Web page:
1/18/2007, 2:58 p.m.
NEW ORLEANS "Jazz clarinetist Pete Fountain says he will be back on the parade route on Mardi Gras this year .
"I can't wait, I missed the heck out of it all year long," Fountain said. "After 45 years you don't just give something up."
Fountain will be making his 46th trek from Commander's Palace to the French Quarter with the 165 members of his "Half-Fast Marching Club."
Krewe of Blarney
Resurrection of the Krewe of Blarney Halfast Walkin' Klub occured for the 14th Annual Eureka Springs St Paddy's Day Parade in 2007. Kaptain Dan Ellis organizer of the only Walking Parade on the Mississippi Gulf Coast has kept it alive after Hurricane Katrina. The Krewe of Blarney is a take-off from the legendary Pete Fountain Half-Fast Marching Club of New Orleans, in which Ellis was involved.
After its 11th year, Hurricane Katrina suspended the annual tradition of a joyous VIP pre-parade party and Wearin' of the Green along the Gulf of Mexico beachfront until 2011.
The Parade was sponsored and paid for by a small group of businessmen who ended up at a FREE-For-ALL OPEN-TO-THE-PUBLIC - - - Corn Beef, Green Cabbage, Orange carrots and Green Beer Soiree honoring the Irish and all Irish Wannabees.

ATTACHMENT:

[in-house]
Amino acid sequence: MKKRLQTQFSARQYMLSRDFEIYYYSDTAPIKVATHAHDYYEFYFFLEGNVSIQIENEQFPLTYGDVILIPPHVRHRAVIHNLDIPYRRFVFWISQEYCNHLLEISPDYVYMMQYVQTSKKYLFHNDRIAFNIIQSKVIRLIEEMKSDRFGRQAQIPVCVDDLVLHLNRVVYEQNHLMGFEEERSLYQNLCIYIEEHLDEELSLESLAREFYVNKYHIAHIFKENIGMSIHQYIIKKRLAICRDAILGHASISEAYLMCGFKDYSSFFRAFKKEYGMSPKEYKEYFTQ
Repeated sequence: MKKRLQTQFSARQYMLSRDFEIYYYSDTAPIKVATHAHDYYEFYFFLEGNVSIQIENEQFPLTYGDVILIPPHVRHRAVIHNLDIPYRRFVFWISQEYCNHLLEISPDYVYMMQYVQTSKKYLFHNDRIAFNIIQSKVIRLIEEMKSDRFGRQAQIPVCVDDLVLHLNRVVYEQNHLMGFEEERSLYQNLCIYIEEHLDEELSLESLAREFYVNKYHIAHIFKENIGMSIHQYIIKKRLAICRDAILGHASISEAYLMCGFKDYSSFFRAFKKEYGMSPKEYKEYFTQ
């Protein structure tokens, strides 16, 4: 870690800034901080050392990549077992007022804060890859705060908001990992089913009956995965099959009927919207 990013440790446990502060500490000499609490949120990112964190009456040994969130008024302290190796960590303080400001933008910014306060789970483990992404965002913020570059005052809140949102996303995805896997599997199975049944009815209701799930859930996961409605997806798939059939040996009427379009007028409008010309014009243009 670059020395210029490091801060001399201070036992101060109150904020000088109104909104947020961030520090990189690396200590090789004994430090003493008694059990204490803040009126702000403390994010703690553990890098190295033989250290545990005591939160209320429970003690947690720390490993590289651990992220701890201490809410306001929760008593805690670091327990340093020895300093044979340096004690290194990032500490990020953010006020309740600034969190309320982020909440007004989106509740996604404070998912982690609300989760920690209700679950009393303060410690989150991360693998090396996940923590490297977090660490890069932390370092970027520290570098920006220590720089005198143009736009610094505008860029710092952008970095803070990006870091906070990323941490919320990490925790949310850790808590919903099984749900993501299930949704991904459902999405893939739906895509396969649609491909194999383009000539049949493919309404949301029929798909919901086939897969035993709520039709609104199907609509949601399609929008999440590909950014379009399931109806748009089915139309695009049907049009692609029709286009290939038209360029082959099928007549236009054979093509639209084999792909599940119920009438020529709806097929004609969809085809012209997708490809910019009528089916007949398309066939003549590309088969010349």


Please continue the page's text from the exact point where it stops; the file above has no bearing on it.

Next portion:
On Jazz Funerals
When the final day arrives, funeral plans complete, a procession to the church would form. First in the line-up is the funeral hearse, drawn usually by four black horses and then followed by immediate family members. Behind, a group of musicians would be followed by friends and acquaintances. With the completion of church services, on the way to the cemetery the music would be slow and solemn. Once the body was entombed and the final blessings given, the band would play joyful, fast, and loud music to acknowledge the deceased had achieved the ultimate goal of meeting his maker.
Even before "Jazz" originated, Irish immigrants initiated the above process in what they called "Musical Funerals." — And, no Irish gentleman in his right mind went directly home. Family and friends would stop by a local "pub" to "wash away the cemetery dust."
Jazz Funerals became an adaptation of the Irish musical funerals with the same form of procession, except that frequently "jus' strangers" would file in rank to emulate the "mourners." Those who followed behind the family and musical group became known as "Second-liners." Because semi-tropical New Orleans was subject to daily showers in the summer months, many mourners carried umbrellas as protection from rain and sun. With the humidity and the heat of the day, marchers constantly mopped their brows with their handkerchiefs.
Eventually, umbrellas became decorated and the waving of kerchiefs double as banners. Thus said, everyone can be part of a second-line, even if it means just waving a hat or a fan in tune to the music. A peppy step is all that's added.
Krewe of Blarney